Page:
EDMONTON — “Crosby to McDavid ... He scooooores!”
If we can boil Friday’s announcement to one fan-friendly element, it is that Sidney Crosby and Connor McDavid will pull on Team Canada sweaters together this February at the Olympic Games in Beijing, China.
“For me, I’ve never been before and I’m fully planning on going (in February) — if I’m lucky enough to make the team,” McDavid said earlier this summer. “To represent my country at the Olympics would be so special.”
The NHL and the IIHF announced Friday that NHL players will return to the Olympics this Feb. 4-20, giving fans a true best-on-best hockey tournament for the first time since Sochi in 2014.
Despite having already released a schedule with a baked-in 20-day Olympic break, the NHL was still in negotiations with the IOC — and the NHL Players’ Association — to put the finishing touches on the league’s reentry into the Olympic family. The NHL ended its string of five straight Winter Games when it stayed home from PyeongChang, South Korea in 2018.
Issues like insurance for player contracts, flights to and lodgings in China, marketing rights and a host of other concerns had to be addressed on behalf of the NHL and its 32 owners, a group that has never been keen on stocking the Olympic tournament with NHL players while shuttering its own operation during a winter month when both the NFL and MLB are dark.
The players, however, support Olympic participation almost unanimously. The stars all want to enjoy the lifetime opportunity that is playing in an Olympic Games, while the rest of the union happily books 10-day, mid-season vacations in warm-weather locales with their families.
“When we signed our last CBA the players were really pushing for a commitment from the league to allow us to go to the Olympics,” McDavid said on June 30. “It’s my understanding that we got that commitment, and the league was going to do everything in its power (to facilitate that).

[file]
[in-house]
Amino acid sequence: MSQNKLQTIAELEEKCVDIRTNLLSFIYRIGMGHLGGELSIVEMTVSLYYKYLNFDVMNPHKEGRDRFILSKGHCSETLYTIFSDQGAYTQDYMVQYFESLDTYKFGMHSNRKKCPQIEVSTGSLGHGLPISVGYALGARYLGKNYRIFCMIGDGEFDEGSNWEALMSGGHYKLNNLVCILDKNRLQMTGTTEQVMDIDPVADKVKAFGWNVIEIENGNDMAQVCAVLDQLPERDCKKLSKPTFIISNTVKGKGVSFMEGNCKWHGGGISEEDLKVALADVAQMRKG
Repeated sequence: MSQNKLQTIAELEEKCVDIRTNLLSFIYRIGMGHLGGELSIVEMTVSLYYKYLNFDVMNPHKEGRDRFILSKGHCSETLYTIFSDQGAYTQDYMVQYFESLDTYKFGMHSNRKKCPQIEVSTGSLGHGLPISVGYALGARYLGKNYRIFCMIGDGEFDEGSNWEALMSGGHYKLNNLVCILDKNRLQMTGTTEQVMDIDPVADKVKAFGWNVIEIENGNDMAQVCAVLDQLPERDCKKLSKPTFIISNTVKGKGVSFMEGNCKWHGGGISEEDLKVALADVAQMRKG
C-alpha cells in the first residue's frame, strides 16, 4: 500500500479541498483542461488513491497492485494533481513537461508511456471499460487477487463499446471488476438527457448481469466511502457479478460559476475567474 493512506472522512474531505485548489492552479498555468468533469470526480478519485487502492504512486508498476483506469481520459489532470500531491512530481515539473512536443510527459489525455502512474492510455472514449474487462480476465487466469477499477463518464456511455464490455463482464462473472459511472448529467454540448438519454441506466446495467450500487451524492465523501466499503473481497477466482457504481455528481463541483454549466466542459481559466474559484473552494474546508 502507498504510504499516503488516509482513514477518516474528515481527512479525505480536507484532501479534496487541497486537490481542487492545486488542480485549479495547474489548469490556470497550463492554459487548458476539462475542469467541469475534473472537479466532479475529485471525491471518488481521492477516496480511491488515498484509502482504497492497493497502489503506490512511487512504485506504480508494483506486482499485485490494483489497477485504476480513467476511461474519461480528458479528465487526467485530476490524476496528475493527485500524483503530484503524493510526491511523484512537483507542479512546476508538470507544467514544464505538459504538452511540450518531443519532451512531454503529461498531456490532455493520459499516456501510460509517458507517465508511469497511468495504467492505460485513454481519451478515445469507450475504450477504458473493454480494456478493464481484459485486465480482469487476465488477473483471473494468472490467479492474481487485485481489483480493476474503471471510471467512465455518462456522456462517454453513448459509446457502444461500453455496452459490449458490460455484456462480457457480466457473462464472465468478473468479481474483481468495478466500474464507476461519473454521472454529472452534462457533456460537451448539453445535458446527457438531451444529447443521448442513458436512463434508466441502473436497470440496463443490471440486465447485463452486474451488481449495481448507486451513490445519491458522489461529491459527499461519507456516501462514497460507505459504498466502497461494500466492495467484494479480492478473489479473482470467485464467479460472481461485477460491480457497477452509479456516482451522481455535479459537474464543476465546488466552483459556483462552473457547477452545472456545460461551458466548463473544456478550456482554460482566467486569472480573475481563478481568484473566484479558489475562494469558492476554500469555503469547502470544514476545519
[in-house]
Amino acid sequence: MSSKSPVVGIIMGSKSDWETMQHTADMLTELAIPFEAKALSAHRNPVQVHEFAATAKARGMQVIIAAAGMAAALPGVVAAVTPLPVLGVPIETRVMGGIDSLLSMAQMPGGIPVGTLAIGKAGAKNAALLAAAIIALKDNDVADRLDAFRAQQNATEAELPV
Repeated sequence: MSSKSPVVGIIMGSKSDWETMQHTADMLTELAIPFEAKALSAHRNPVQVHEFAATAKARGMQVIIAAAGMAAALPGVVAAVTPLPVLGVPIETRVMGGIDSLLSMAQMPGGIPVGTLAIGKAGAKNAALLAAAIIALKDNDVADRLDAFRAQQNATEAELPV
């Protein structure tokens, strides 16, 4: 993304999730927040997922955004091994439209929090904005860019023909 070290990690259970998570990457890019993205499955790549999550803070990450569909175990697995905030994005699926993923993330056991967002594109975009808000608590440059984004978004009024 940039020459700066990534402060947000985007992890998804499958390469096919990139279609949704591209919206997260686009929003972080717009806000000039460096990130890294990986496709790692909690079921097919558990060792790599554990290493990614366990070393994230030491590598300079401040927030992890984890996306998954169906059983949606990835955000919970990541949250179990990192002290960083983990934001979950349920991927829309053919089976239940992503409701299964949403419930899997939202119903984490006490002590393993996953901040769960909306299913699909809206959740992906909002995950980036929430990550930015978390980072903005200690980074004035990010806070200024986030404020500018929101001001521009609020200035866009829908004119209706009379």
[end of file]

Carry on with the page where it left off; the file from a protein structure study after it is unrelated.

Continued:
“As players, we’re expecting to go. As players, we’re expecting the league to make that happen.”
And so the league has indeed made it happen, though fans will lose some sleep if they want to watch the games live.
Beijing is exactly 12 hours ahead of the Eastern Time Zone, so an 8 p.m. start in China means an 8 a.m. puck drop in Toronto, and 5 a.m. in Vancouver. The problem is, the inevitable 4 p.m. game in Beijing will play in the dead of night in North America, one of the many elements that make NHL owners hesitant about handing over their product to the IOC.
The hockey, however, promises to be somewhere north of absolutely fantastic.
The Canadian team will be stacked with ageing stars and McDavid’s new generation of talent, as fans will get their first glimpse of McDavid in a Team Canada jersey in a best-on-best scenario since he was a junior.
The United States will pair Auston Matthews and Patrick Kane in the same fashion as Crosby and McDavid, fronting an American team that will be a true gold-medal contender from the crease out.
Finland’s international performances at every level have become the stuff of legend, as a tiny nation of some five million continues to punch above its weight. The Swedes are skilled and powerful. Russia has an abundance of talent and perhaps the sport’s top goalie in Andrei Vasilevskiy.
This is the real deal, not some contrived World Cup with a team of 23-and-unders and a conglomeration of Euros playing under a fabricated banner.
NHL players first attended the Olympics back in 1998, when Canada’s tournament was famously derailed with Wayne Gretzky on the bench in a shootout loss to the Czechs.
From there, Canada’s efforts stabilized, winning gold in 2002 at Salt Lake City, and following Sweden's win at Torino in ’06, there was more gold for Canada with Sidney Crosby scoring the Golden Goal at Vancouver in 2010. Canadian NHLers won the tournament again at Sochi in 2014, the last time North American professionals participated in the Olympic Winter Games.